Wednesday, August 10, 2022  |



Head to head: Agbeko vs. Perez



When: Saturday, Oct. 31

Where: Treasure Island, Las Vegas, Nev.

TV: Showtime, 9 p.m. ET / 9 p.m. PT (delayed)

Weight: Bantamweight (118 pounds)

Title(s) at stake: Agbeko’s bantamweight title

Also on the card: Antonio DeMarco vs. Jose Alfaro, 12 rounds, for vacant WBC interim lightweight title; Ray Austin vs. DaVarryl Williamson, 12 rounds, heavyweights.


The essentials

Age: 29

Height / Reach: 5-5¾ (166 cm) / 65¾ (166cm)

Hometown: Bronx, New York (from Accra, Ghana)

Turned pro: 1998

Record: 27-1 (22 knockouts)

Trainer: Adama Eddy


The Ring rating: No. 4 bantamweight

Titles: Bantamweight (2007-present)

Biggest victories: Luis Alberto Perez, Sept. 29, 2007, TKO 7 (wins title); William Gonzalez, Dec. 11, 2008, MD 12 (retains title); Vic Darchinyan, July 11, 2009, UD 12 (retains title).

Only loss: Wladimir Sidorenko, May 18, 2004, MD 12


The essentials

Age: 30

Height / reach: 5-7 (170 cm) / 68 (173 cm)

Hometown: Santa Fe Springs, Calif. (from Cartagena, Colombia)

Turned pro: 2005

Record: 19-0, 14 KOs

Trainer: Danny Zamora


The Ring rating: No. 5 bantamweight

Titles: None.

Biggest victory: Silence Mabuza, May 29, 2009, TKO 12 (title eliminator).

Losses: None.


Skills: Despite their high knockout percentages, both Agbeko and Perez are essentially boxers who look to set up their power punches. Perez does so with better technique and fundamentals than Agbeko, who relies more on timing and athleticism to land his shots. All of Perez’s punches are delivered with textbook form. The Colombian also defends well with his high guard.
Edge: Perez

Power: Both fighters possess heavy hands. Perez’s power comes from his physical strength and technique. Agbeko’s power is more the result of his quick-twitch muscles. The Ghanaian is the more explosive of the two.
Edge: Agbeko

Speed and athletic ability: If Perez has a weakness, it’s his lack of speed and mobility. Agbeko, on the other hand, is very strong in this category. His energetic style is complimented by quick reflexes, very good hand speed and excellent hand-eye coordination.
Edge: Agbeko

Defense: One of the drawbacks of Agbeko’s aggressive style and athleticism is that he tends to get carried away with his offense, and in doing so, he often leaves himself open to counter punches. When boxing from a distance, Agbeko is able to avoid punches with his upper-body movement. Once he commits to launching his own attack, though, he often lunges forward and into his opponent’s shots. Perez is a more reserved boxer-puncher. He keeps his hands up and seldom over-commits with his offense. He’s also a very economical puncher, which reduces the opportunity to counter him.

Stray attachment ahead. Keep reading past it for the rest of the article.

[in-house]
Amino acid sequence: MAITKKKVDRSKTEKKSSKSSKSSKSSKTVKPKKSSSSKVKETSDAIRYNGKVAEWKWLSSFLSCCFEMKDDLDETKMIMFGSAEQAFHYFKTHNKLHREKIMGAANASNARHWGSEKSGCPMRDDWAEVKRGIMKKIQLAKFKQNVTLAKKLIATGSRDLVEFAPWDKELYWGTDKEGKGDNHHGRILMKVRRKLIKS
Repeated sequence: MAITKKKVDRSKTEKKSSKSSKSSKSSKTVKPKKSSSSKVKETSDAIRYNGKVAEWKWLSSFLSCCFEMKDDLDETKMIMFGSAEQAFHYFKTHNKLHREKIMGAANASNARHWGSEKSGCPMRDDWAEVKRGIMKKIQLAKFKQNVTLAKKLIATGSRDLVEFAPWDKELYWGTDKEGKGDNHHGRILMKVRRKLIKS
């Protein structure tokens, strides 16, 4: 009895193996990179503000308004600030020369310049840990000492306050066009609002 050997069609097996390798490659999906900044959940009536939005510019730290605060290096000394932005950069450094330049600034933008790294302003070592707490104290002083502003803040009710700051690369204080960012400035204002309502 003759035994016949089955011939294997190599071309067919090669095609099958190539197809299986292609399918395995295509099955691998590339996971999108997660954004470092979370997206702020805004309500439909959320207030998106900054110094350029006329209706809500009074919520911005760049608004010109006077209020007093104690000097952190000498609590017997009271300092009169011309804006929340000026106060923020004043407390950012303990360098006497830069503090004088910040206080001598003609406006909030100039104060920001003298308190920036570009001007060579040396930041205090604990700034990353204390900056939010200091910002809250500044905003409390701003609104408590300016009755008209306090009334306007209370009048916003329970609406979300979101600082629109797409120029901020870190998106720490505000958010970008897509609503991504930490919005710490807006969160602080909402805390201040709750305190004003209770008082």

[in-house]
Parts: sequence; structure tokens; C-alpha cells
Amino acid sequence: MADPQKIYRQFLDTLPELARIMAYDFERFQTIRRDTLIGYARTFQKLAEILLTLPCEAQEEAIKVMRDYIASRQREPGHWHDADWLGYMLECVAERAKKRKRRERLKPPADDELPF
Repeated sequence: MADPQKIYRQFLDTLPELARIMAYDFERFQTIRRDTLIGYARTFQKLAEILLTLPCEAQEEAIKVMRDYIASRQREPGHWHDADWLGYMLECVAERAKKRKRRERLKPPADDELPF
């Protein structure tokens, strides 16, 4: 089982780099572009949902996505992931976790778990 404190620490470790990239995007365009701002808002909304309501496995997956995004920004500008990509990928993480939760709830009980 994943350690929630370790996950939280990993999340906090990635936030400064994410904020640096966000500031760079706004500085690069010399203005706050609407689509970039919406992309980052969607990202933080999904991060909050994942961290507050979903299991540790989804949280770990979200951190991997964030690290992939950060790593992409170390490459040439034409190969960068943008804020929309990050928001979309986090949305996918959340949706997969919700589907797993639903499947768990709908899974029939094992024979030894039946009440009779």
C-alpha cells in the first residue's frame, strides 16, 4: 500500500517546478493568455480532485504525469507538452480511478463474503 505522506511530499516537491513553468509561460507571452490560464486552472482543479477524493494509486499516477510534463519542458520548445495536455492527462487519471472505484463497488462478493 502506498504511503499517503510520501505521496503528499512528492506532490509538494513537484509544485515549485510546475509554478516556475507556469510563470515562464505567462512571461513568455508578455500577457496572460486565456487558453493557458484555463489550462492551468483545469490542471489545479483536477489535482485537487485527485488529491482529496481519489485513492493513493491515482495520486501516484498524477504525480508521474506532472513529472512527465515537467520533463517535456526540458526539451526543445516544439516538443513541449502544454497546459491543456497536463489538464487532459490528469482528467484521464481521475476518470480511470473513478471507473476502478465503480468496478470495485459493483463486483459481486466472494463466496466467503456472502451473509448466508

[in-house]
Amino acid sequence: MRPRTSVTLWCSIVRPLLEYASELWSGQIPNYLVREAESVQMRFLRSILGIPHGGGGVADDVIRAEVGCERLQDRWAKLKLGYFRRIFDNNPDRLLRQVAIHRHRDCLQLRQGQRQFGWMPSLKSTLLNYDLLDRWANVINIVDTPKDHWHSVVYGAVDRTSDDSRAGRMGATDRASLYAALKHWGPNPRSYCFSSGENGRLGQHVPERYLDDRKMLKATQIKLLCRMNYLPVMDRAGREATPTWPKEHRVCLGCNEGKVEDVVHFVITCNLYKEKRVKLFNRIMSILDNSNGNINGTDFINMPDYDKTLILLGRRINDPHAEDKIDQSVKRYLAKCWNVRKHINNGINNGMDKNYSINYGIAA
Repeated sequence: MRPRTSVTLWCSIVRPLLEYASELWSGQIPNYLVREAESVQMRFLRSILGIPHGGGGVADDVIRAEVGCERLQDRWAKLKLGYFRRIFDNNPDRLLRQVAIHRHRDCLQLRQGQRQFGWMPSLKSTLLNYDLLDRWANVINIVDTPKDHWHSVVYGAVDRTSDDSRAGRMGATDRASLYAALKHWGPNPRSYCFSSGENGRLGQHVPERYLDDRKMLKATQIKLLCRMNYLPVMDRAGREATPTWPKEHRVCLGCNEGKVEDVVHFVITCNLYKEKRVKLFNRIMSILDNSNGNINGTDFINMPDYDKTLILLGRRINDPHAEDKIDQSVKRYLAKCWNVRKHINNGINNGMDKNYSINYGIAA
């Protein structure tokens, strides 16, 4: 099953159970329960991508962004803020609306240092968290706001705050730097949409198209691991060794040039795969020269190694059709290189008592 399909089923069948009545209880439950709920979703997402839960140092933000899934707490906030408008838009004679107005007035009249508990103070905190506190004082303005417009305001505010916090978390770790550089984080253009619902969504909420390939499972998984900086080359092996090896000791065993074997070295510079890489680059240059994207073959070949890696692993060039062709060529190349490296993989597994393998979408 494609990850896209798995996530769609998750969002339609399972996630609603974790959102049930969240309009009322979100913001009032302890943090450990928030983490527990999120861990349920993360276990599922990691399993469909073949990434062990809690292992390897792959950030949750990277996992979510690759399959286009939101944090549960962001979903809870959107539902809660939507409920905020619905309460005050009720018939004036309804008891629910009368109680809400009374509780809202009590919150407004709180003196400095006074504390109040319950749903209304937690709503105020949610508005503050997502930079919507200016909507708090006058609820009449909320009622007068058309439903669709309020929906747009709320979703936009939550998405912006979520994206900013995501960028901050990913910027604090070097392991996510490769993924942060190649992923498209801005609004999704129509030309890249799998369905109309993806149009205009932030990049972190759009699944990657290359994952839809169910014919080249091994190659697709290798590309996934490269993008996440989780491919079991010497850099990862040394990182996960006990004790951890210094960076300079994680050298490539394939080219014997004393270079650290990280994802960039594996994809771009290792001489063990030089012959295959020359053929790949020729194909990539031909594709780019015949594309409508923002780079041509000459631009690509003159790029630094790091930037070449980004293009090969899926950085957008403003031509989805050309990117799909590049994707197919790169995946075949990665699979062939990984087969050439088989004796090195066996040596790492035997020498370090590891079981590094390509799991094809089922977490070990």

Edge: Perez

Experience: Agbeko, a 10-year pro, has nine more pro bouts than Perez, a pro for only four years. However, their experience level is very close due to the titleholder’s inactivity (he didn’t fight at all in 2005 and 2006) and the Colombian challenger’s extensive amateur career. However, Agbeko has fought at least three world-class contenders (Wladimir Sidorenko, Luis Perez and Vic Darchinyan), while Perez has only faced one (Silence Mabuza).
Edge: Agbeko

Chin: Both fighters sport solid whiskers as neither has ever been down in the pro ranks. Agbeko’s chin, which survived the best shots of southpaw sluggers Luis Perez and Darchinyan, is slightly more battle tested.
Edge: Agbeko

Conditioning: Both bantamweights are ultra-dedicated gym rats who literally have to be held back by their trainers in order to prevent them from overtraining. Both have proven the ability to fight hard, fast-paced 12-round bouts, and both have come on strongly in the final rounds of such fights.
Edge: Even

Wear and tear: Neither fighter has ever taken a beating in the ring, but both push their bodies very hard in training and have absorbed a degree of punishment in their bouts against veterans (Oscar Andrade for Perez; William Gonzalez for Agbeko) and world-class fighters (Mabuza for Perez; Darchinyan for Agbeko). Agbeko, however, has more years as a pro, more pro rounds and more pro fights under his belt than Perez.
Edge: Perez

Corner: Both fighters have young, underrated trainers guiding them into Saturday’s fight. Both Agbeko’s trainer, Adama Eddy, and Perez’s coach, Danny Zamora, make sure their fighters always show up in tip-top shape (but never over-trained) and are equipped with a solid game plan.
Edge: Even

Outcome: Although Agbeko was impressive in his last fight, against Darchinyan, fans haven’t seen the best of the Ghanaian in recent months because his last three opponents have been southpaws. Agbeko should start fast with blazing combinations that we didn’t see in his recent bouts. The titleholder’s hand speed, upper-body movement and in-and-out movement will enable him to out-hustle Perez in the early rounds. However, Perez’s tight defense and counter-punching ability will keep the fight competitive and spare him serious damage. By the middle rounds, the challenger will begin to time Agbeko’s aggressive (sometimes wild) lunges with textbook straight rights followed by compact left hooks. Don’t be surprised if Perez stuns or wobbles Agbeko during one of their mid-to-late rounds exchanges. Agbeko’s heart and conditioning will enable him to survive any scare and the final rounds of the bout will be fought toe-to-toe, either in the center of the ring or with Perez’s back to the ropes. Even if Perez does back up, he will do so intelligently and effectively. The Colombian knows how to box in retreat and how to fight off the ropes with economical efficiency. Perez will land the cleaner punches down the stretch of a terrific 12-round fight.

Prediction: Perez wins a close (perhaps majority or split) decision in a minor upset.